The week of the 4th we travelled to my brother and sister-in-law’s home in Etowah, NC; I was happy to have our son with us as he brings a different dimension to the mix.  Not only do I have someone to converse with on the trip, he’s fitness-oriented which helps to keep me motivated.  He hiked in the Pisgah National Forest www.hikewnc.info/trailheads/Pisgah, I walked the hills of the neighborhood; he went to the fabulous Y in Biltmore Park, Image Gallery I did yoga in the backyard; he ran 6 miles, my sis and I walked three.  He got poison ivy.  We always go for a Black and Bleu Burger at the Black Rose in Hendersonville but this time we changed it up as we had been eating more meat than usual.  I had an outstanding spinach salad with goat cheese.  Although that area sees quite a bit of rain, the weather was fantastic compared to L-ville, where it was in the 100’s.  There are so many towns to visit in the Asheville vicinity, we try to visit 2 – 3 times a year.  One excursion took us to the River Arts District along the French Broad River  http://www.riverartsdistrict.com/; as usual I’ve let almost two weeks go by with a post hanging fire and now August is a week away.  The Daughter and family were on another trip over the weekend so thinking I’d have less prep for Sunday dinner, I decided to finally get the back porch cleaned.  Last year it just got a lick and a promise (kept up with the big chunks of course) but with most of the storm damage repair complete it was time.  This is also prep for the annual wood preservative application.  This time I’m trying an Olympic product that promises to last more than one season.  You don’t get much service out of the clear coats but this one talked the talk.  We haul everything outside and scrub it down with Dawn and a degreaser.  I chose solar screen fabric for the top areas when we added the porch on to the house – it was a pretty good decision as it provides a certain amount of privacy but with good visibility looking out.  The fabric is strong and hasn’t stretched in 6 years and has prevented a lot of furniture fabric fade.  My husband thinks it holds in the heat but I think that’s a function of an un-insulated screened porch baking in the sun all day. It’s a nasty hard job but so nice when it’s done.  One other side effect of this production is that all the furniture and trinkets have to be cleaned, painted, renewed and/or replaced.  Whew.  I’m happy with this year’s outcome as I hit a great sale at Target and was able to replace the hodgepodge of cushions I’d collected over the years.  The painting wasn’t so bad either as I’m loving the Krylon and Rust-Oleum products – especially the bronzes and stains.  I’ll probably coat the porch this weekend as the temperature is supposed to be a little cooler Saturday.  The boy-o left today for a two-week road trip thru the Northeast territories with his band Quiet Hollers http://www.quiethollers.com/ .  We all got together for a send-off on Pizza Nite – the offerings were  Barbecue, Garden Veg and  a couple of leftover slices of Margherita frozen from the week before. That one was especially tasty as we made it with fresh Cherokee Purple tomatoes

we brought back from Asheville along with fresh pesto with basil from the garden.  As usual I used Mama Mary’s Whole Wheat Pizza Crusts.  The barbecue was frozen leftover shredded chicken breast tossed with Stubbs’ Spicy Barbecue Sauce, an onion sliced and softened by placing it in a foil pack with a splash of olive oil and placing it in the oven while it preheated to 425°, sliced banana peppers and shredded colby jack.  The Veg consisted of a saute of frozen pepper & onion stir fry blend, pre-sliced mushrooms and a sliced baby summer squash; fresh romas and basil on top of the mix and a shredded mozzarella-fontina blend to finish.  We usually cheese the crusts a bit before adding the toppings and always sprinkle cornmeal on the pan/stone before adding the crust.  They bake about 12 – 15 minutes and I turn down the heat to 385° about halfway thru.  I was using convection since I had both oven racks going.  We were watching the 2012 Clio Awards for advertising – I hope they post them on YouTube soon, there were a couple that were insanely hilarious that I’d like to share; unfortunately I can’t remember the products they were hawking.  America’s Got Talent followed, most of us were out on the porch watching while we ate…just about the time I get tired of this show they arrive at the finals.  I don’t like watching anything competitive – life’s tough enough.  I’d like to see what’s happened to  some of the great and bizarre acts that don’t make it..I hope that they’ve been picked up by some talent scout and we’ll see them in a commercial or Disneyworld.    Or TLC.  Or the History Channel with the Swamp People.  After that I ran everyone off and went to bed.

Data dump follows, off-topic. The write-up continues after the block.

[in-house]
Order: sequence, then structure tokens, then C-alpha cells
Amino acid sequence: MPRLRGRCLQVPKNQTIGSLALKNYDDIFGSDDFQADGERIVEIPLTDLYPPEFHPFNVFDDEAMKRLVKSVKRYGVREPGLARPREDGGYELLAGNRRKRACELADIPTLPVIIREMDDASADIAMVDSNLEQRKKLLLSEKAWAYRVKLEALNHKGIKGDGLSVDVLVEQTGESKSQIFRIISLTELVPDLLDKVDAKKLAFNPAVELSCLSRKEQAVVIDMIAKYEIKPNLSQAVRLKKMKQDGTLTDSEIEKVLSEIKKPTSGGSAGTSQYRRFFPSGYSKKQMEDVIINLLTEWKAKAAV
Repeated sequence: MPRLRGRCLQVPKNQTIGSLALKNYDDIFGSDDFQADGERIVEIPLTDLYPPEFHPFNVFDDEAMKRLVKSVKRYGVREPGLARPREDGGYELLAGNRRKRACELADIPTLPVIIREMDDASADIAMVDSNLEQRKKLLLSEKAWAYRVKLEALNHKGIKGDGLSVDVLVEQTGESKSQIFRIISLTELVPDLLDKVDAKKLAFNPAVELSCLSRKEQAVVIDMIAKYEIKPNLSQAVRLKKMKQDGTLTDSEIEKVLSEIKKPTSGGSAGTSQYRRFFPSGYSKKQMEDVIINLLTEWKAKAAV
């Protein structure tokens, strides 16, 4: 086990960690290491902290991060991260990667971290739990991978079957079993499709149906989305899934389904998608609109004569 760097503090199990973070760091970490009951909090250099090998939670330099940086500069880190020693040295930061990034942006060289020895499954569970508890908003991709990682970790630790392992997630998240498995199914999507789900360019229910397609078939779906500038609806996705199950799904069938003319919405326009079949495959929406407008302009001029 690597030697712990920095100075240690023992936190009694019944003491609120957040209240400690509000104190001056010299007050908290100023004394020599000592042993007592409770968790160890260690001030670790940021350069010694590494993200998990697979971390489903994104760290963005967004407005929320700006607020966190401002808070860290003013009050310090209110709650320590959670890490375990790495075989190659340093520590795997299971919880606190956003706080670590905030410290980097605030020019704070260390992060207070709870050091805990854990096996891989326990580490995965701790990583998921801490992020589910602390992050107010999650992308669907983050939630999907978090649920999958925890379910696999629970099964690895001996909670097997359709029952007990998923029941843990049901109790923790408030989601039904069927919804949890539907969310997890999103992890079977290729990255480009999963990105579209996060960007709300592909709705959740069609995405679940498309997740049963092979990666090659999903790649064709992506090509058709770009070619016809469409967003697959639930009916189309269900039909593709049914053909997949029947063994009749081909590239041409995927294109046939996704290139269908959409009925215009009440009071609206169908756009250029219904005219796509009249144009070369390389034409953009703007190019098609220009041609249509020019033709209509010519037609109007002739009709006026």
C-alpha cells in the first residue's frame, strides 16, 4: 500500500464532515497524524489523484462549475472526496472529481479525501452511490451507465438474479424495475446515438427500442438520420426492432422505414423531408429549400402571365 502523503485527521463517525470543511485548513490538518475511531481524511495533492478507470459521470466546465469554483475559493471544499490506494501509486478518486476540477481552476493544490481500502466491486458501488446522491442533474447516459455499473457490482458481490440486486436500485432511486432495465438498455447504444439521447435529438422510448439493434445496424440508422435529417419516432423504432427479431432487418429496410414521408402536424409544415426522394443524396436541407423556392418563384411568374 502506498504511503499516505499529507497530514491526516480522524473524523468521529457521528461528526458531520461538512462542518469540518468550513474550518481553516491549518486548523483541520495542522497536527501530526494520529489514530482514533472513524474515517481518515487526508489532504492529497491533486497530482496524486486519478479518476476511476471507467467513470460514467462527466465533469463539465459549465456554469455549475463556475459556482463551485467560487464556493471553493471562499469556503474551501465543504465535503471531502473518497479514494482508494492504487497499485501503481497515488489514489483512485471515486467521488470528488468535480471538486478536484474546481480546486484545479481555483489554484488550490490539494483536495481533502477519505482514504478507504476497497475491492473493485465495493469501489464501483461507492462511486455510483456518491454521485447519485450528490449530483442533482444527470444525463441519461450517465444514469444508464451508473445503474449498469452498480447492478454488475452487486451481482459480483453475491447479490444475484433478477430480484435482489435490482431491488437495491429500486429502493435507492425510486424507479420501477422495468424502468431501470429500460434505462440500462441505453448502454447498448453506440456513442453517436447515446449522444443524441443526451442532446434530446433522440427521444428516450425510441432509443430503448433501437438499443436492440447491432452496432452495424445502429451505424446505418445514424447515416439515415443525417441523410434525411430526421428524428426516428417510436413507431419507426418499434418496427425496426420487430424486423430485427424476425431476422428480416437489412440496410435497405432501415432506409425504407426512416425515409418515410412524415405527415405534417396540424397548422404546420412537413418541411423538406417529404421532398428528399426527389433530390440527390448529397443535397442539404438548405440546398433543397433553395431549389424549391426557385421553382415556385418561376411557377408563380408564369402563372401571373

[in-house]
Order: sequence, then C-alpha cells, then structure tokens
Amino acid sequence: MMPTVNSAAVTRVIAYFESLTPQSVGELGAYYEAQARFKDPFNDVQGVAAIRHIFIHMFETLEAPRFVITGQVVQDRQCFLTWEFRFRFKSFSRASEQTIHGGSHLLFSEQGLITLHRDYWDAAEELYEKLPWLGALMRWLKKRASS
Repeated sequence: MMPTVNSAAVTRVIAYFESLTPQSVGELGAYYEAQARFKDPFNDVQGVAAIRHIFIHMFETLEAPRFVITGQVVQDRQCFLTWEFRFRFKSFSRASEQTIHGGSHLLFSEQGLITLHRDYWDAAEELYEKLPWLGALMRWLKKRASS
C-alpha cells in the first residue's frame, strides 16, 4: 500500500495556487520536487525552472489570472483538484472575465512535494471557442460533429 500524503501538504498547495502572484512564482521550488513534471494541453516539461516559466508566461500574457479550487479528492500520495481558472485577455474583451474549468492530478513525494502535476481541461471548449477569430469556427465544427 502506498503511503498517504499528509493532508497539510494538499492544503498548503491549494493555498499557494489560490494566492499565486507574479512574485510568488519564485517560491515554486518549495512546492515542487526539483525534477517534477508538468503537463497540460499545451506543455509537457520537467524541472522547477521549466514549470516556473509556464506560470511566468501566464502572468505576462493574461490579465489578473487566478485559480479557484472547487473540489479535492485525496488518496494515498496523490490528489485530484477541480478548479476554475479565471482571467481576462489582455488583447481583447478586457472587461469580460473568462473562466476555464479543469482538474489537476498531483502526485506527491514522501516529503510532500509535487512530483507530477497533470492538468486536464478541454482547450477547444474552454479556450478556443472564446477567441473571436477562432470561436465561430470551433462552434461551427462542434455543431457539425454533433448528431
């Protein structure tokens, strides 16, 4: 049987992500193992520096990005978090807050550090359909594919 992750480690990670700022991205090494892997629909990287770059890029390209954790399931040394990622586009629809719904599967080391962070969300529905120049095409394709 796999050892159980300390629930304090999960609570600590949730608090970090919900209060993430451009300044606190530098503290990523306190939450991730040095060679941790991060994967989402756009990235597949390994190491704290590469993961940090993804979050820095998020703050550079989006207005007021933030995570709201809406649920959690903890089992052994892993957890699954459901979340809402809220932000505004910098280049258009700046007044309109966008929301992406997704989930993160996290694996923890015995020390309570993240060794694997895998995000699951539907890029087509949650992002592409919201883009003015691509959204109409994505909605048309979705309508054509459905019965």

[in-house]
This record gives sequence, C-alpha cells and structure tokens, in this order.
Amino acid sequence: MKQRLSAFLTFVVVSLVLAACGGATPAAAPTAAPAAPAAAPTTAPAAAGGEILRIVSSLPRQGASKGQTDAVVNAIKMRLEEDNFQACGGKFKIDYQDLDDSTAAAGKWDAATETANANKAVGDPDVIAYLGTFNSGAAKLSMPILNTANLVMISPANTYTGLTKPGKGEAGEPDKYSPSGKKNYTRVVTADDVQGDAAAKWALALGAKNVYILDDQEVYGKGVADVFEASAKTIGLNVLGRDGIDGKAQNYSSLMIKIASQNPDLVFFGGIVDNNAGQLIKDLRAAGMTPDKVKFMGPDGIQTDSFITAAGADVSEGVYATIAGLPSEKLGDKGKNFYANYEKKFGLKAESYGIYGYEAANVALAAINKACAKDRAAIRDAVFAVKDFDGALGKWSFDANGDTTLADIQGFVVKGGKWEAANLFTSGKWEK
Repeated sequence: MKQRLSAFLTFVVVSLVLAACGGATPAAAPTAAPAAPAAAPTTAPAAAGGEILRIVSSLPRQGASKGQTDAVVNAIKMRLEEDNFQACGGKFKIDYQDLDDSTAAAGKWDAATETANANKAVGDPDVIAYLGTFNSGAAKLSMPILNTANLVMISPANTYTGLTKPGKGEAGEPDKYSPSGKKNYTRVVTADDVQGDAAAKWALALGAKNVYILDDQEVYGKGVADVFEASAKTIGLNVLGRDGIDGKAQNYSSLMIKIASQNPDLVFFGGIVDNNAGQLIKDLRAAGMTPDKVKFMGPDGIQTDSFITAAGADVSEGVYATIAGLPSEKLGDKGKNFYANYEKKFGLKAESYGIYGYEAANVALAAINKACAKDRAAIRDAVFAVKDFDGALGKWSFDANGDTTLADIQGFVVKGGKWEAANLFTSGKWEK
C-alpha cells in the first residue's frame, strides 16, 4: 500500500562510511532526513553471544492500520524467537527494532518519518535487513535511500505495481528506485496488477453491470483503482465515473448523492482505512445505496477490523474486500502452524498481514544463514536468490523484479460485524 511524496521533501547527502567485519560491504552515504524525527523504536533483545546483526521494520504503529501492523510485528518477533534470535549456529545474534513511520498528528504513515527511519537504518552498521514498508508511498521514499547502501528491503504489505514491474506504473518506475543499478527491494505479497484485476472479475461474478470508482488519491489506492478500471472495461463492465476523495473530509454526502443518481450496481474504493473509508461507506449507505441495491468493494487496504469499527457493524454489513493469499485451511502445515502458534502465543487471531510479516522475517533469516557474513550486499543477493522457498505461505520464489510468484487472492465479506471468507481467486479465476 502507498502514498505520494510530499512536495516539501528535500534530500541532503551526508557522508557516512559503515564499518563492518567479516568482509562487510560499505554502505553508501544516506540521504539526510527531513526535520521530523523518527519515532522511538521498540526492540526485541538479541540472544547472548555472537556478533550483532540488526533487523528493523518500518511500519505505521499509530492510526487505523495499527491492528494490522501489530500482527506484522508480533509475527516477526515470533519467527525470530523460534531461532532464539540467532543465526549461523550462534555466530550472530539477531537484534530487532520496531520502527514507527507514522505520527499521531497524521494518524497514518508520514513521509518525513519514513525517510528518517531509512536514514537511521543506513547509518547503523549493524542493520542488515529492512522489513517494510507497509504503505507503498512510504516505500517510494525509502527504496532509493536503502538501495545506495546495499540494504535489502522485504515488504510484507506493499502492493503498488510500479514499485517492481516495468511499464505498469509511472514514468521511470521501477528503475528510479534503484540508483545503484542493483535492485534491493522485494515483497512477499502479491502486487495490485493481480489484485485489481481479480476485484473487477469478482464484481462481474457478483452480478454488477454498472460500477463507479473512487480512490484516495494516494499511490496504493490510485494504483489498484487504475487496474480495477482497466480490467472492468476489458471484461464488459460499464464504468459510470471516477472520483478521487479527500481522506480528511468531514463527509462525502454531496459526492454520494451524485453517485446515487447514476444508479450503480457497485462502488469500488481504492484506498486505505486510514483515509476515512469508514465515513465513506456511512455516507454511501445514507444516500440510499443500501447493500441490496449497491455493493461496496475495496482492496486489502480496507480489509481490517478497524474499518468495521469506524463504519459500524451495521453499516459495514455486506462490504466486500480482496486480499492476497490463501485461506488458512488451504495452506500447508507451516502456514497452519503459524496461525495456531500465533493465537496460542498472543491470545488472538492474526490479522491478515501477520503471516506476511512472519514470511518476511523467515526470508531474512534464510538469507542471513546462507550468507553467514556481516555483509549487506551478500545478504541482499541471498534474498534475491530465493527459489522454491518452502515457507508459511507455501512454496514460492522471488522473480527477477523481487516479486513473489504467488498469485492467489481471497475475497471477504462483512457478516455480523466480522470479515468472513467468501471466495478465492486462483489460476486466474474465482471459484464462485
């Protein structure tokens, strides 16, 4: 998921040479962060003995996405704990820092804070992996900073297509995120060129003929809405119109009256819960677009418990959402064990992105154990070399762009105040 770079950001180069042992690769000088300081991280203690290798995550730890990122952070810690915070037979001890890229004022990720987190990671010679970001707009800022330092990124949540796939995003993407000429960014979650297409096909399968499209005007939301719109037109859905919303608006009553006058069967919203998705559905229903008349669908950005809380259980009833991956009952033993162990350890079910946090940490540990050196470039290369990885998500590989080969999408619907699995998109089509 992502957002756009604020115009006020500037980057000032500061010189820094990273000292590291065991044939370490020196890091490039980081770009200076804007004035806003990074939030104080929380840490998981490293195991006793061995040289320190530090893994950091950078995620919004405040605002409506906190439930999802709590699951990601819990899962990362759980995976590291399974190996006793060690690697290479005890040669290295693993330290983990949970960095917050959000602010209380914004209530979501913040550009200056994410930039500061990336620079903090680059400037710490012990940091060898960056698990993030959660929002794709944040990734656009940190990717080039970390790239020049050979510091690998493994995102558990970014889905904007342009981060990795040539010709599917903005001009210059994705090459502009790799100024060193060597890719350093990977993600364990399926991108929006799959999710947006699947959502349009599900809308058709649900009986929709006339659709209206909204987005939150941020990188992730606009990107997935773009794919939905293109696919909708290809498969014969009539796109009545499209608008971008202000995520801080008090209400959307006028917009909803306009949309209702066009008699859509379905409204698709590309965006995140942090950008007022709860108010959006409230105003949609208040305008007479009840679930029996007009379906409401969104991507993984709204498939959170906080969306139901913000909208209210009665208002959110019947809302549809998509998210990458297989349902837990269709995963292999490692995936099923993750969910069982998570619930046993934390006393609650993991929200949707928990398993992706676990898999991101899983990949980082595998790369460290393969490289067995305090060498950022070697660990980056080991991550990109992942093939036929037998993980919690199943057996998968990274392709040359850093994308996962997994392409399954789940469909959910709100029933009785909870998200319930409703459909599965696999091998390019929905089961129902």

Pizza Recipes – use the search box

The June of Roofs

A couple of months ago our little neighborhood suffered a hailstorm – it cut a peculiar swath through town, the beginnings of which were reminiscent of the tornado super outbreak of ’74.  I mentioned this in previous posts, I’m ever so thankful for the insurance I’ve paid for all of these years;  our blocks have been abuzz with roofers and other contractors, homeowners outside watching and talking with their neighbors  – an oddly festive atmosphere.  Most of us have chosen the architectural shingles – we’re beginning to look like an English village.  Last weekend the family celebrated Father’s Day and our two childrens’ birthdays.  I wasn’t sure what the weather would bring so planned on cooking indoors.  Sure enough we had a downpour but were able to enjoy porch time, presents and a nice dinner.  As usual I was trying to cram too much into my Saturday so tossed one of my favorite crockpot recipes together – the recipe began as Turkey and Butternut Squash Ragout with Beans but has become Chicken Thigh and Sweet Potato Ragout with Beans – try and find turkey thighs this time of year.  Not a fan anyway – too much stringy meat.  The best part of this meal is the side of polenta.

Cheesy Polenta

Turkey and Butternut Squash Ragout